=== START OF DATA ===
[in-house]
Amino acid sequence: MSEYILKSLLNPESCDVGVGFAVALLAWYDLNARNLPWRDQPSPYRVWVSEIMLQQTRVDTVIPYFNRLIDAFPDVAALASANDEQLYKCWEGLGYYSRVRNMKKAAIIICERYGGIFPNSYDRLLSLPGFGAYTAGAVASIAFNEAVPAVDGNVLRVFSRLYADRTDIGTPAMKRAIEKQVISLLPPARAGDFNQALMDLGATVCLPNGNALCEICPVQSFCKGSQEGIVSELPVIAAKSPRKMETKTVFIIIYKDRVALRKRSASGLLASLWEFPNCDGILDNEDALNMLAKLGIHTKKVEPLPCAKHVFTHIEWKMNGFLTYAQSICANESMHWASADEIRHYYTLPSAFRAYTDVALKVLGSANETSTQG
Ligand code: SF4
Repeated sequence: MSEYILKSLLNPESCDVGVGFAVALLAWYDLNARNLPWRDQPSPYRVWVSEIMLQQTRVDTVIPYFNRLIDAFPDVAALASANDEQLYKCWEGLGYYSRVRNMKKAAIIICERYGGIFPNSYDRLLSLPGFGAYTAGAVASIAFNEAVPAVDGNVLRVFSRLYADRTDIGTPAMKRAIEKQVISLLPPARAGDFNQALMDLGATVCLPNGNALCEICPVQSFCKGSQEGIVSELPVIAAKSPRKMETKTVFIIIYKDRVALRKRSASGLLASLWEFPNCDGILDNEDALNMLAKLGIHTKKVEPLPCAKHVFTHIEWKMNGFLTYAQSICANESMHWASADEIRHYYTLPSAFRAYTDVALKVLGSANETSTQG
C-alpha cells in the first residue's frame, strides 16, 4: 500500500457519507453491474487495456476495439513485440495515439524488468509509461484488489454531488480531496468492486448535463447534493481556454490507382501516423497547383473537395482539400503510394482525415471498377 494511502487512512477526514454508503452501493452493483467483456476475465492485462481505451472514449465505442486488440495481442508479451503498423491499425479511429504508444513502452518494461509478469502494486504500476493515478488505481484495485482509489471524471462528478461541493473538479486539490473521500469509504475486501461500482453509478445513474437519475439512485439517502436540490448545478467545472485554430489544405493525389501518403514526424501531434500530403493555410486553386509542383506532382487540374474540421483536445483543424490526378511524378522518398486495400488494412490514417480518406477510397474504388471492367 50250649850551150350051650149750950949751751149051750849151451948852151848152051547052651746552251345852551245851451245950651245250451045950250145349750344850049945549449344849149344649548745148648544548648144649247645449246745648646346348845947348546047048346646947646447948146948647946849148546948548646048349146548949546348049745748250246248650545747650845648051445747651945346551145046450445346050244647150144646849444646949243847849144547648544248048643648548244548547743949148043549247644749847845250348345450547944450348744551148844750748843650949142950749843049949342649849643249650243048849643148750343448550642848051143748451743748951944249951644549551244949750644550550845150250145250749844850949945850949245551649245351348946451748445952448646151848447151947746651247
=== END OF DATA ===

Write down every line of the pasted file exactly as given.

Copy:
[in-house]
Amino acid sequence: MSEYILKSLLNPESCDVGVGFAVALLAWYDLNARNLPWRDQPSPYRVWVSEIMLQQTRVDTVIPYFNRLIDAFPDVAALASANDEQLYKCWEGLGYYSRVRNMKKAAIIICERYGGIFPNSYDRLLSLPGFGAYTAGAVASIAFNEAVPAVDGNVLRVFSRLYADRTDIGTPAMKRAIEKQVISLLPPARAGDFNQALMDLGATVCLPNGNALCEICPVQSFCKGSQEGIVSELPVIAAKSPRKMETKTVFIIIYKDRVALRKRSASGLLASLWEFPNCDGILDNEDALNMLAKLGIHTKKVEPLPCAKHVFTHIEWKMNGFLTYAQSICANESMHWASADEIRHYYTLPSAFRAYTDVALKVLGSANETSTQG
Ligand code: SF4
Repeated sequence: MSEYILKSLLNPESCDVGVGFAVALLAWYDLNARNLPWRDQPSPYRVWVSEIMLQQTRVDTVIPYFNRLIDAFPDVAALASANDEQLYKCWEGLGYYSRVRNMKKAAIIICERYGGIFPNSYDRLLSLPGFGAYTAGAVASIAFNEAVPAVDGNVLRVFSRLYADRTDIGTPAMKRAIEKQVISLLPPARAGDFNQALMDLGATVCLPNGNALCEICPVQSFCKGSQEGIVSELPVIAAKSPRKMETKTVFIIIYKDRVALRKRSASGLLASLWEFPNCDGILDNEDALNMLAKLGIHTKKVEPLPCAKHVFTHIEWKMNGFLTYAQSICANESMHWASADEIRHYYTLPSAFRAYTDVALKVLGSANETSTQG
C-alpha cells in the first residue's frame, strides 16, 4: 500500500457519507453491474487495456476495439513485440495515439524488468509509461484488489454531488480531496468492486448535463447534493481556454490507382501516423497547383473537395482539400503510394482525415471498377 494511502487512512477526514454508503452501493452493483467483456476475465492485462481505451472514449465505442486488440495481442508479451503498423491499425479511429504508444513502452518494461509478469502494486504500476493515478488505481484495485482509489471524471462528478461541493473538479486539490473521500469509504475486501461500482453509478445513474437519475439512485439517502436540490448545478467545472485554430489544405493525389501518403514526424501531434500530403493555410486553386509542383506532382487540374474540421483536445483543424490526378511524378522518398486495400488494412490514417480518406477510397474504388471492367 50250649850551150350051650149750950949751751149051750849151451948852151848152051547052651746552251345852551245851451245950651245250451045950250145349750344850049945549449344849149344649548745148648544548648144649247645449246745648646346348845947348546047048346646947646447948146948647946849148546948548646048349146548949546348049745748250246248650545747650845648051445747651945346551145046450445346050244647150144646849444646949243847849144547648544248048643648548244548547743949148043549247644749847845250348345450547944450348744551148844750748843650949142950749843049949342649849643249650243048849643148750343448550642848051143748451743748951944249951644549551244949750644550550845150250145250749844850949945850949245551649245351348946451748445952448646151848447151947746651247